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Canal Belt village

‘Utrechtsebuurt’ is the unofficial moniker used by many local residents and business owners for a charming slice of the Canal Belt flanked by the Amstel River and the Reguliersgracht, situated between the Rembrandt- and Frederiks squares.

‘Utrechtsebuurt’ is the unofficial moniker used by many local residents and business owners for a charming slice of the Canal Belt flanked by the Amstel River and the Reguliersgracht, situated between the Rembrandt- and Frederiks squares.

Quality Street

Utrechtsestraat, which runs through the area, offers a varied selection of shops, including boutiques, bookstores and designer furniture and homeware stores, with beautiful views of the Canal Ring. André Sprangers, a resident for 52 years and owner of high-end shoe shop Zwartjes van 1883 says: ‘The Utrechtsestraat is about selling quality in a quality environment. With plenty of independent businesses, the emphasis is on pleasing local shoppers.’ The street’s popularity has recently attracted some chains, too, including local lifestyle store Sissy-Boy, sustainable supermarket Marqt and international fashion brands such as American Apparel and Marc by Marc Jacobs.

‘Customers are often served by the owner of the store, which makes it feel like a village street within a big city,’ Sprangers continues. ‘Many storeowners live above their shops, which is why the Utrechtsestraat remains a lively and safe street even after closing time. We take care of our street – and that shows.’ Things weren’t always this rosy in Utrechtsestraat, named for the former Utrechtsepoort city gate. While the street has been a bustling shopping destination since its creation in 1658, prostitution and drugs were a major problem on the 600-metre street as recently as 1985.

Extreme makeover

Eyeing the neon glare of Thorbecke- and Rembrandt squares, it’s hard to imagine that one of the city’s busiest nightlife districts was once home to an adjoining dairy and cheese market. Aiming to bring back a little of the area’s former wholesomeness, Ernst Weidema, square manager for a foundation that protects the interests of local business owners, says: ‘We want to clean up the image of these squares – literally and figuratively.’ According to Weidema, plans include getting rid of much of the signage so that the historic buildings, and not the neon, will once again command attention, plus improved paving and more room for café patios.

Restaurant Van Rijn (Rembrandtplein 17), which offers poshed-up Dutch dishes in a sleek space, is an early success.

Fine food and Dutch culture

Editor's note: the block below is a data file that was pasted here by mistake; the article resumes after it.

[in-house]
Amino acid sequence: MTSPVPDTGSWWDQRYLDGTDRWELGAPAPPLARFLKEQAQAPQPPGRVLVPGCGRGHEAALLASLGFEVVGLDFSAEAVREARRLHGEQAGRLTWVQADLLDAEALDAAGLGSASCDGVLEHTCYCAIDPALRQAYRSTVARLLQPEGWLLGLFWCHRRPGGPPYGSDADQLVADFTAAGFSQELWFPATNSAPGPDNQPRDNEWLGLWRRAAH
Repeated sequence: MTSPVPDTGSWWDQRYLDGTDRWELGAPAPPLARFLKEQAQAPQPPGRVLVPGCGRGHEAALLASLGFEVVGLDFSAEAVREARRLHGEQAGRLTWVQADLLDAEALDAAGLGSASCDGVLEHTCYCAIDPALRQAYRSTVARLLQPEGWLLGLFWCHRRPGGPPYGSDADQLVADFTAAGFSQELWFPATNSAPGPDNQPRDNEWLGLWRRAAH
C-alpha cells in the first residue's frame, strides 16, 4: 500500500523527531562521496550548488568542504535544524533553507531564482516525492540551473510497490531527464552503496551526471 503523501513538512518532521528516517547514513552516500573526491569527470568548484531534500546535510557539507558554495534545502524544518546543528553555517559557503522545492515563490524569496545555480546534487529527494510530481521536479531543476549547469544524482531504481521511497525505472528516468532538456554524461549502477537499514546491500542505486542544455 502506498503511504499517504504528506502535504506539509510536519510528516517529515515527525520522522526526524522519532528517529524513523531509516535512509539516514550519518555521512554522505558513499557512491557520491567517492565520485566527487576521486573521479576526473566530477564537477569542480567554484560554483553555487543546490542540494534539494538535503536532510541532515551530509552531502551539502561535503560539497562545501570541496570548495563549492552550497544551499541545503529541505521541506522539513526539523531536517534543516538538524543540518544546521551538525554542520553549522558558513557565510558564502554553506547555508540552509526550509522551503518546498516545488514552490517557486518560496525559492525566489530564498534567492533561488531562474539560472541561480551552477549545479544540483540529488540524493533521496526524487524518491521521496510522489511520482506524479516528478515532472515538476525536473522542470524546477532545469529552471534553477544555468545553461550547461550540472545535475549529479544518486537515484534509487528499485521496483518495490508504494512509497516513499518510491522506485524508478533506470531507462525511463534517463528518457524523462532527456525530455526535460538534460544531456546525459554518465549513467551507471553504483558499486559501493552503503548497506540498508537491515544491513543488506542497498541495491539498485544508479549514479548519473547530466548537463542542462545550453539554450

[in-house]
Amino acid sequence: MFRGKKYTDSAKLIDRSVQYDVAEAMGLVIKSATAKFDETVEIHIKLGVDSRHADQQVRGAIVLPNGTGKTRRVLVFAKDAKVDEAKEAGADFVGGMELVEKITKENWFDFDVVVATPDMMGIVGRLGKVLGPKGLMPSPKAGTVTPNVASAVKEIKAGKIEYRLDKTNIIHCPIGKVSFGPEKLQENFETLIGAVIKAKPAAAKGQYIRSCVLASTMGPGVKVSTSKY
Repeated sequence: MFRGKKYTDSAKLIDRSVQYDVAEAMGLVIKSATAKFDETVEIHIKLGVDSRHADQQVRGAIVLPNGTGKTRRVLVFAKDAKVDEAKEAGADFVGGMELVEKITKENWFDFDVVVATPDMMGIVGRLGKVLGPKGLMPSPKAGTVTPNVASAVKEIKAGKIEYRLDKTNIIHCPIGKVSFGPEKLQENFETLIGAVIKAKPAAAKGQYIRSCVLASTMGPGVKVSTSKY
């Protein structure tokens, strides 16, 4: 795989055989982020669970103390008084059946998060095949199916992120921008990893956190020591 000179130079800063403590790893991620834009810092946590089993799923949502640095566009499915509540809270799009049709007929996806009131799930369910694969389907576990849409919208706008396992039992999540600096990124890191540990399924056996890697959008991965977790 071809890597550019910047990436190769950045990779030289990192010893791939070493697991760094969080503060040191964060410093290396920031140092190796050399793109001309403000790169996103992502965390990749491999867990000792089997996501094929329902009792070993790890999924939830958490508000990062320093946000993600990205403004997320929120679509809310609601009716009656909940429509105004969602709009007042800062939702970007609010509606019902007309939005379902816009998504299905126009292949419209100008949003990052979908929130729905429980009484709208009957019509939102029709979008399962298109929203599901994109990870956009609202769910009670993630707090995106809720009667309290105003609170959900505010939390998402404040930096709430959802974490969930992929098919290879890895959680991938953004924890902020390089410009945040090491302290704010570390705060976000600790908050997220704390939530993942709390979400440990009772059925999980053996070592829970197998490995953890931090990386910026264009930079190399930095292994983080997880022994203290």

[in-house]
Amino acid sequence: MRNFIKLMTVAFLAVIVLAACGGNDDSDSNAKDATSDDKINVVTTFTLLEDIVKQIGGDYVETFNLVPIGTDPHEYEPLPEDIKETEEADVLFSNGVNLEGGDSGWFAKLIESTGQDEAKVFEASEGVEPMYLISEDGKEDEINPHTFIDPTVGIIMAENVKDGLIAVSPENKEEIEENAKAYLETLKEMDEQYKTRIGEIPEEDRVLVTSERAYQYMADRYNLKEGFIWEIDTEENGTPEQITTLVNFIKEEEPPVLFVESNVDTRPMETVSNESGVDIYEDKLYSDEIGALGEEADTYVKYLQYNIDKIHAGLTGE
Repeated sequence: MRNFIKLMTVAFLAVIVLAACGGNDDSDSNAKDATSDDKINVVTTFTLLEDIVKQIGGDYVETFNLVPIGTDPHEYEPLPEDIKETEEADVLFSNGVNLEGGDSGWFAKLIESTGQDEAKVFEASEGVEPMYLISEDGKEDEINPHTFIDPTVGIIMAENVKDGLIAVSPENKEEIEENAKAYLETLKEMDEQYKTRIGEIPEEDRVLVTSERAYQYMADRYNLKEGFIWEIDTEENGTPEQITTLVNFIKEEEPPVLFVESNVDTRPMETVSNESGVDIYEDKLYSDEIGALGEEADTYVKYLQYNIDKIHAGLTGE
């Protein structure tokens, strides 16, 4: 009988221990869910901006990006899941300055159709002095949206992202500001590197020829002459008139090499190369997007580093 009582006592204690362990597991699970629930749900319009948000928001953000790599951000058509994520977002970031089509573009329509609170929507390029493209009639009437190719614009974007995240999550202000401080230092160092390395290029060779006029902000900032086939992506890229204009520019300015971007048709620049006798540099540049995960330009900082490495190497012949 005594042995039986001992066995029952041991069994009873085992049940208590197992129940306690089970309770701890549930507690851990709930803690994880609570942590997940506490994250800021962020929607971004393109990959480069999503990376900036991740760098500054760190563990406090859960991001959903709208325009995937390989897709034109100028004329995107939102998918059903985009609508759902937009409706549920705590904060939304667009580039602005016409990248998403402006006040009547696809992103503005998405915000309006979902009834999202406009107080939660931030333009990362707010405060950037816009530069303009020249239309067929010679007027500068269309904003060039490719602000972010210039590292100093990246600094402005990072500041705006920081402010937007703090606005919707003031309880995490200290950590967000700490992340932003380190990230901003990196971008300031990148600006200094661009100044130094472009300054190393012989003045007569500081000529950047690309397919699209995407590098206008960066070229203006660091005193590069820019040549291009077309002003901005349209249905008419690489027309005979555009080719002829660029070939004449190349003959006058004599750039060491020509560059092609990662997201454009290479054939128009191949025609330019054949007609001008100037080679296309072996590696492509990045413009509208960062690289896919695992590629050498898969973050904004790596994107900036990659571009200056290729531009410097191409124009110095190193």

A century ago, the neighbourhood boasted various grocers, butchers and wine traders, a tea shop and a fishmonger famous for its basins of live fish. Today, some of the city’s finest food shops can still be found in the area, including wine shop Glandorf & Thijs (Kerkstraat 365), artisan butcher Slagerij de Leeuw (Utrechtsestraat 92) and stylish chocolatier Van Soest (Utrechtsestraat 143). Restaurants of note in the area include Utrechtsedwarstafel (Utrechtsedwarsstraat 107-109) with its ‘ballet of wine and food’; posh Italian Segugio (Utrechtsestraat 96); Med-led Fyra (Noorderstraat 19-23) and French specialist Antoine (Kerkstraat 377). After a taste of Dutch culture instead? Within walking distance of the area you can attend musicals, cabaret performances and intimate pop concerts at Royal Theatre Carré (Amstel 115-125), see ballet and opera performances at Het Muziektheater (Waterlooplein 22) and catch the latest cabaret performances at De Kleine Komedie (Amstel 56-58). The Hermitage Amsterdam (Amstel 51), the Dutch satellite of the iconic St Petersburg institution, is equally nearby.

Café Oosterling

This old-fashioned brown café, on the corner of Utrechtsestraat and Frederiksplein, is a slice of local history and has been owned by the Oosterling family since 1897. The building dates from c1735, when the VOC (Dutch East India Company) traded tea, coffee and spices from the Dutch East Indies from behind the very same counter still in use today (in case you’ve ever wondered why it’s so low). Many of Amsterdam’s historic cafés were once both a pub and an off-licence, but Café Oosterling is one of the few that still operate as such, with a good selection of Dutch jenevers and other liquors on offer (even late at night, when other off-licences are closed). Utrechtsestraat 140.

Geisha Restaurant and Lounge

Conveniently located near Central Station, Geisha offers excellent, shareable Pan-Asian finger food in a stunning space designed by architects Prast/Hooft, who created three mood rooms so that the setting is equally suited to business meetings, cocktails with friends or romantic rendezvous (book a table in the Champagne Lounge, which offers secluded candlelit booths). Owned by the sisters Meili, Meauw and Dongmie Wang, who learned the trade in their parents’ Chinese restaurant, the excellent service here leaves no doubt that the hospitality gene was passed on. We recommend the Peking duck spring rolls and the meltingly tender tuna sashimi.

Prins Hendrikkade 106